Alan Cumming Alan Cumming has joined up with PETA to offer a financial reward in return for more information on his former co-star, Tonka. - Media Credit: PjrNews / Alamy Stock Photo

Alan Cumming And PETA Offer $20,000 Reward To Find Missing Chimpanzee


3 Minutes Read

Together with People for the Ethical Treatment of Animals (PETA), Alan Cumming is offering a $20,000 reward for information about the whereabouts of a chimpanzee named Tonka.

In 1997, Cumming starred alongside Tonka in the comedy Buddy, which tells the real-life story of a New York socialite who attempts to raise a gorilla (called Buddy). While the protagonist was played by humans in gorilla costumes, the film featured other animals, including horses, parrots, and chimpanzees.

After his movie career, Tonka was moved to the Missouri Primate Foundation (MPF) in Festus, Missouri.

The facility was home to several chimpanzees from show business. But, according to PETA, it was repeatedly violated federal animal welfare regulations. 

Missing Tonka

In 2017, Cumming wrote to Connie Braun Casey, the owner of MPF, stating that he was unaware that Tonka had been taken to the facility, and had been led to believe that the chimp would be retiring to a “sprawling sanctuary.”

“I just learned, though, that Tonka didn’t end up at a sanctuary in Palm Springs,” continued Cumming. “But inside a cage in Festus, where he isn’t able to have complex social relationships with other chimpanzees and doesn’t have meaningful outdoor access to run, climb, or play.”

After that, PETA sued MPF for keeping chimpanzees in “filthy, virtually barren” cages. 

But when representatives of the organization went to collect Tonka and six other chimpanzees to move them to a sanctuary, Tonka was gone. 

At the time, MPF’s former caretaker Tonia Haddix, who was then in charge of the animals, claimed Tonka had died. But PETA, Cumming, and the court remain skeptical. This is on the basis that prior to the rescue, Haddix publicly declared that PETA was “not getting the chimps.”

Animal abuse in the movie world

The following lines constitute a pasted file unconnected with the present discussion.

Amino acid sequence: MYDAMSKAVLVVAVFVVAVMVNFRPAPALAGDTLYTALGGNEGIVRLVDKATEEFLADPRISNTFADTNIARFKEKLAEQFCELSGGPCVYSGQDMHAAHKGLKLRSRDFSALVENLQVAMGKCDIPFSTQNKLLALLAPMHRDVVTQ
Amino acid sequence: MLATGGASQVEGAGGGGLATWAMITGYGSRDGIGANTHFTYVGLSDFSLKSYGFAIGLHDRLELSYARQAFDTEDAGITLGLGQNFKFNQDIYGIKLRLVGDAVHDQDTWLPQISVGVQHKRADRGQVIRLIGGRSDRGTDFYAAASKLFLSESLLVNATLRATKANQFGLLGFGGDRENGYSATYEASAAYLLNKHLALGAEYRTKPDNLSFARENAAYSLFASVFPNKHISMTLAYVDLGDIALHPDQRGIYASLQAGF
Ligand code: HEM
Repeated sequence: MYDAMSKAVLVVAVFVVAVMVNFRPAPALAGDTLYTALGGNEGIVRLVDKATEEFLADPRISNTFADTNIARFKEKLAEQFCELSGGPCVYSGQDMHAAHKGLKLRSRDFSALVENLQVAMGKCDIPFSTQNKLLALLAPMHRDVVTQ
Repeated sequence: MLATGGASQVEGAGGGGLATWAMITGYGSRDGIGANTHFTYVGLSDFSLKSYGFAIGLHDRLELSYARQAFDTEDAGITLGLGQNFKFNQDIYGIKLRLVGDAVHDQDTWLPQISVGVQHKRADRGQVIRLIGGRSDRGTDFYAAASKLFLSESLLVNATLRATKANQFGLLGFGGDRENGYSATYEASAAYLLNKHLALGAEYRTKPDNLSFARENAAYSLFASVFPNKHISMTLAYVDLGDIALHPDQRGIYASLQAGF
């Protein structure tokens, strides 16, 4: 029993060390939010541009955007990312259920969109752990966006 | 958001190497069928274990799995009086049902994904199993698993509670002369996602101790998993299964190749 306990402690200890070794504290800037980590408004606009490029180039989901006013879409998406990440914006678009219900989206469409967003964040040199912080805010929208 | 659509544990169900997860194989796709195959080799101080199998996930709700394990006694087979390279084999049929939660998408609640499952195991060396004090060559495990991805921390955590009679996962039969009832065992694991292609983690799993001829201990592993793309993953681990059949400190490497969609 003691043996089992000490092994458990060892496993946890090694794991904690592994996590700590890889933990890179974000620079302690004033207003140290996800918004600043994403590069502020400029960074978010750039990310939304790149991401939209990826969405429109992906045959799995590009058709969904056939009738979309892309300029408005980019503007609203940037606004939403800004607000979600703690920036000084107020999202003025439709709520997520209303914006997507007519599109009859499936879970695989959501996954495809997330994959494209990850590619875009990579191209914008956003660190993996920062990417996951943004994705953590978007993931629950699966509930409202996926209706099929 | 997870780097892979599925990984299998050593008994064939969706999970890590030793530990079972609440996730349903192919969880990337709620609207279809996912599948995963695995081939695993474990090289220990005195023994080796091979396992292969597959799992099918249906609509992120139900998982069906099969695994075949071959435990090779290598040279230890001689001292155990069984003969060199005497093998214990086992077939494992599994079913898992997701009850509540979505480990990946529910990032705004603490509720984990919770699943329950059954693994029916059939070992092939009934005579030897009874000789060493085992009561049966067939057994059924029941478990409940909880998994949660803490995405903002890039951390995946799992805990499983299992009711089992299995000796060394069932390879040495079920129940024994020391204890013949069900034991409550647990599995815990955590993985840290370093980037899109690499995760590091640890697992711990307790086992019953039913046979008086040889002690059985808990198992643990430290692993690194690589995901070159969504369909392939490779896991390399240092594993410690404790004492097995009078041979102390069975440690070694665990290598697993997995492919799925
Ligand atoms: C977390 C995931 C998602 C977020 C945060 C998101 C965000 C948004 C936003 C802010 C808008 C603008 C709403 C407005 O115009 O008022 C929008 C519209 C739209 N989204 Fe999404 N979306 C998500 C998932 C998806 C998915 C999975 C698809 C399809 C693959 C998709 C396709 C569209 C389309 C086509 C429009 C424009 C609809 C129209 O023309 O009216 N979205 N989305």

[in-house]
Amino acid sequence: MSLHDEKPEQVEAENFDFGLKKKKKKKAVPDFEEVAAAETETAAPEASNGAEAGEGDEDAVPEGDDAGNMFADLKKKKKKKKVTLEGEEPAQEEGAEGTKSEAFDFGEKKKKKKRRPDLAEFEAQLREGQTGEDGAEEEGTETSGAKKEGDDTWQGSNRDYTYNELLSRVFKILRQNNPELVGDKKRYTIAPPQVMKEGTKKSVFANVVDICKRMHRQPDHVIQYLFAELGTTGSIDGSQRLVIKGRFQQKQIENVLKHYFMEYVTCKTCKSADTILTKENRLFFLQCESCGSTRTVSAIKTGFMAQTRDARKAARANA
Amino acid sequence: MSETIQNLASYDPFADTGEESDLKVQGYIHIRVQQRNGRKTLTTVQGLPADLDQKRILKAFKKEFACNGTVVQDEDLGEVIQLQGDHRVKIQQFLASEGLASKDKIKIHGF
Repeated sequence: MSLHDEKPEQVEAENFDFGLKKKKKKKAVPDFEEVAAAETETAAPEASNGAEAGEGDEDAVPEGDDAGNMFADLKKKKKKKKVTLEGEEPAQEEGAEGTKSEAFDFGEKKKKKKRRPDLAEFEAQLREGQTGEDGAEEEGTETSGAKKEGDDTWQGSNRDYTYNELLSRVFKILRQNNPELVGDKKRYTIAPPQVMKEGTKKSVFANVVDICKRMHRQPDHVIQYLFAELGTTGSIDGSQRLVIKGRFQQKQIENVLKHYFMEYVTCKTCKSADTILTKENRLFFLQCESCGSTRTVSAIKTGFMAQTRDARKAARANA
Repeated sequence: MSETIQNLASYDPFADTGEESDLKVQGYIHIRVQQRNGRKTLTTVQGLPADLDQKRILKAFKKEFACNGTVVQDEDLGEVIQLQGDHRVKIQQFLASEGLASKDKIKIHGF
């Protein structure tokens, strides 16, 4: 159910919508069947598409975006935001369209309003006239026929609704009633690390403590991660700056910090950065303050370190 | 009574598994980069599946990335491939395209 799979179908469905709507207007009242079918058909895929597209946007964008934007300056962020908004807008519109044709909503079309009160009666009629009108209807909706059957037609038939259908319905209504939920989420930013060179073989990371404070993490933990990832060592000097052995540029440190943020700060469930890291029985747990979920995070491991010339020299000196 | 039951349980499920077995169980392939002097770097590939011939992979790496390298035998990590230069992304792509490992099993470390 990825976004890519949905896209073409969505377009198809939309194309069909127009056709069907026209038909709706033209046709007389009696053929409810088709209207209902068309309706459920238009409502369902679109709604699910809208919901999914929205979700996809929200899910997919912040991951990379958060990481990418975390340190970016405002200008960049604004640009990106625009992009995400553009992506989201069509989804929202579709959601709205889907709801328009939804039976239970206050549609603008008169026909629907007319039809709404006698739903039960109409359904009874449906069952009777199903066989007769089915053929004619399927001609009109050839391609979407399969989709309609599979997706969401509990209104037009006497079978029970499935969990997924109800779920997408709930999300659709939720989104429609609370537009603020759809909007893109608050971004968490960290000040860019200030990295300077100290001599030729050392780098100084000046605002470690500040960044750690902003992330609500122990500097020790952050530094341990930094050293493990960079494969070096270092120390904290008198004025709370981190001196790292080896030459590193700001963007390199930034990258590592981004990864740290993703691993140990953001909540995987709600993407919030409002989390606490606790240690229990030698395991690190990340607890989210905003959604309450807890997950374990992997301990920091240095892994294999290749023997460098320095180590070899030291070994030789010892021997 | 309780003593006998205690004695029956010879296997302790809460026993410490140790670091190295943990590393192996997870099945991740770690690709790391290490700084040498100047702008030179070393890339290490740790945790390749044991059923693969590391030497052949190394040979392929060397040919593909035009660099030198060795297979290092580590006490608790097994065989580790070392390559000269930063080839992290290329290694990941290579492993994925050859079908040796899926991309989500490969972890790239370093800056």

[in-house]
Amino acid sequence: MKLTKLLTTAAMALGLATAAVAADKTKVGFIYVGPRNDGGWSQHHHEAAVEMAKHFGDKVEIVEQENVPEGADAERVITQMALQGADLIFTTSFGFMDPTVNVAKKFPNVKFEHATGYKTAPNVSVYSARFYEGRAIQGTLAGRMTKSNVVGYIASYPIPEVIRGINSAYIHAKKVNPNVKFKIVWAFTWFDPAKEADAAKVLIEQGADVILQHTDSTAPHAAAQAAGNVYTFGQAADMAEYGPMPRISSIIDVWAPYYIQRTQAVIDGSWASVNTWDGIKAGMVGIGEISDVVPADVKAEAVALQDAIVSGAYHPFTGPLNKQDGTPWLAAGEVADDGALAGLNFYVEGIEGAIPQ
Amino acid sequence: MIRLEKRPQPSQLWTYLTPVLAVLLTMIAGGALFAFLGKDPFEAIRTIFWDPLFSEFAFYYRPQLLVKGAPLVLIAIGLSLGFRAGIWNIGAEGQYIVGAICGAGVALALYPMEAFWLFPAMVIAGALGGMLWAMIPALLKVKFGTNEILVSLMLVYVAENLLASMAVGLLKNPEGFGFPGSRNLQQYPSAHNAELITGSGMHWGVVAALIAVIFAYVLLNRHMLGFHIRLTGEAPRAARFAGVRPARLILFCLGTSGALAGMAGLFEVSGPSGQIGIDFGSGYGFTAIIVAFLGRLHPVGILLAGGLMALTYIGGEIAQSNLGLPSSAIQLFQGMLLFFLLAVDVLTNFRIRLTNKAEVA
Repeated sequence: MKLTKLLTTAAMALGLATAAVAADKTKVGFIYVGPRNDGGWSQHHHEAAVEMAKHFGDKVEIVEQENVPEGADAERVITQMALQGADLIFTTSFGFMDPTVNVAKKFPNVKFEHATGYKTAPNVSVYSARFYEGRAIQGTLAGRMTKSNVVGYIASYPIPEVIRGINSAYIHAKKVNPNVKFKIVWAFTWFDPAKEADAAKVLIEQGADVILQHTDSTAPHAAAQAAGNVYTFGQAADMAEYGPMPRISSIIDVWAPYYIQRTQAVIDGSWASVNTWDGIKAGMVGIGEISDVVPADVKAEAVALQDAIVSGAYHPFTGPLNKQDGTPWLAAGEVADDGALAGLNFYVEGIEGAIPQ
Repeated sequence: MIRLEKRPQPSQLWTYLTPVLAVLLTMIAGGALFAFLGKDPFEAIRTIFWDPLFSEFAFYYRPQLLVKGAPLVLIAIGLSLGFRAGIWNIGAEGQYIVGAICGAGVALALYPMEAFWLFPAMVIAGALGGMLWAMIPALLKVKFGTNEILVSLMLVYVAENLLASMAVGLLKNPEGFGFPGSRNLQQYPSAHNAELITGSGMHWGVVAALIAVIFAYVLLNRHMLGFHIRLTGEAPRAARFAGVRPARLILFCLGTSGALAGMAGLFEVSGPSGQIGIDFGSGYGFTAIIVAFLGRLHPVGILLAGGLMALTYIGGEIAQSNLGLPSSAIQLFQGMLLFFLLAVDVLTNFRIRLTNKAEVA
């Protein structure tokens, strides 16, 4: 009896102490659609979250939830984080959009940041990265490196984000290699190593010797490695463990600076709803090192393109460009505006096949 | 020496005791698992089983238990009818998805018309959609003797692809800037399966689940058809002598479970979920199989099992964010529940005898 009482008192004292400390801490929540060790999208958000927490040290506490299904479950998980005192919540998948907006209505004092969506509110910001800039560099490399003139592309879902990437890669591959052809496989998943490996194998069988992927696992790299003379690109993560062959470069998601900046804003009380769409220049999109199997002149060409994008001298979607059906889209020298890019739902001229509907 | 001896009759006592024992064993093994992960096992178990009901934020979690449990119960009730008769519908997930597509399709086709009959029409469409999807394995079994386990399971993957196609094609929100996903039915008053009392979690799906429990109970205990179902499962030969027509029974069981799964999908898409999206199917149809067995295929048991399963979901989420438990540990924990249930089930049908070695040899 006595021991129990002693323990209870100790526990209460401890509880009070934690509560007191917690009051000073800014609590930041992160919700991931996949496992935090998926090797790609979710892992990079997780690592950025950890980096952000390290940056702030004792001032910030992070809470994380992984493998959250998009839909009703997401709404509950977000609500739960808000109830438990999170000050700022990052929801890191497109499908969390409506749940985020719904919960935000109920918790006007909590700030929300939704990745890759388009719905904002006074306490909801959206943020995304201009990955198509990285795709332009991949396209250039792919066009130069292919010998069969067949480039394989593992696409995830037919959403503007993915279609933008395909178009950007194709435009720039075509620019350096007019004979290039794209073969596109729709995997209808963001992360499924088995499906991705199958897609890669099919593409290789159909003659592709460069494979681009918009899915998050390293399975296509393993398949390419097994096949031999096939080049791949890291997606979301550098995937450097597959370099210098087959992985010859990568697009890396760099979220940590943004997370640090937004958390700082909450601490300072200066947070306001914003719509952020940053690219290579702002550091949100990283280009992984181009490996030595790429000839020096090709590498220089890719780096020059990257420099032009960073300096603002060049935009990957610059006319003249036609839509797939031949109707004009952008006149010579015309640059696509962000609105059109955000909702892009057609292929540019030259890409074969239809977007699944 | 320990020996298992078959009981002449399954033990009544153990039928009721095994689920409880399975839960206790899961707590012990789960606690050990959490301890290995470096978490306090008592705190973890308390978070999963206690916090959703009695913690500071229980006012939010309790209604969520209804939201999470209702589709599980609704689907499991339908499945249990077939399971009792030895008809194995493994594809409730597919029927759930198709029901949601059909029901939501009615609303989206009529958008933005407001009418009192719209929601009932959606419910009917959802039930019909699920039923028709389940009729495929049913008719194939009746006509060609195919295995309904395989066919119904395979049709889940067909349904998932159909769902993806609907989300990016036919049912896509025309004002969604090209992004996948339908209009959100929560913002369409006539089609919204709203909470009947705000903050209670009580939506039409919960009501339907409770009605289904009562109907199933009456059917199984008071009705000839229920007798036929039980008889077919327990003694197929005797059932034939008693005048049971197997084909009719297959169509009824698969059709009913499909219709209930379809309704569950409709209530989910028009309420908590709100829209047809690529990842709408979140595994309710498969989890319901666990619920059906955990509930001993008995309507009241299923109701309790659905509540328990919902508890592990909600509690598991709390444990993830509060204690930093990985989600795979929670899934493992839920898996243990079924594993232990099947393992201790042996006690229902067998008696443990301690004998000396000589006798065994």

Tonka’s story isn’t unique. In the entertainment industry, animal exploitation is common. 

For example, after the release of The Hobbit: An Unexpected Journey in 2012, reports started swirling that 27 animals had died during production. Reportedly, this was due to dangerous conditions on the farm where they were being kept.

Another 2012 film, Life of Pi, was embroiled in controversy after its release. In 2016, the owner of its tiger star was charged with animal cruelty.

PETA frequently calls out animal abuse in movies and attempts to help the animals that are abused in the industry.

‘Tonka deserves to live in a lush sanctuary’

PETA and Cumming are concerned that Tonka is being hidden. They are offering $10,000 each for information on what happened to the chimpanzee. 

“If he’s still alive, Tonka deserves to live out the rest of his days surrounded by chimpanzee friends at a lush sanctuary, as ordered by the court,” said Brittany Peet, PETA’s deputy general counsel for captive animal law enforcement.

“Someone out there might be able to help PETA get him there.”

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The Author

Charlotte Pointing

Charlotte writes about sustainable beauty, fashion, and food. She spent more than 4 years editing in leading vegan media, and has a degree in history and a postgraduate in cultural heritage.

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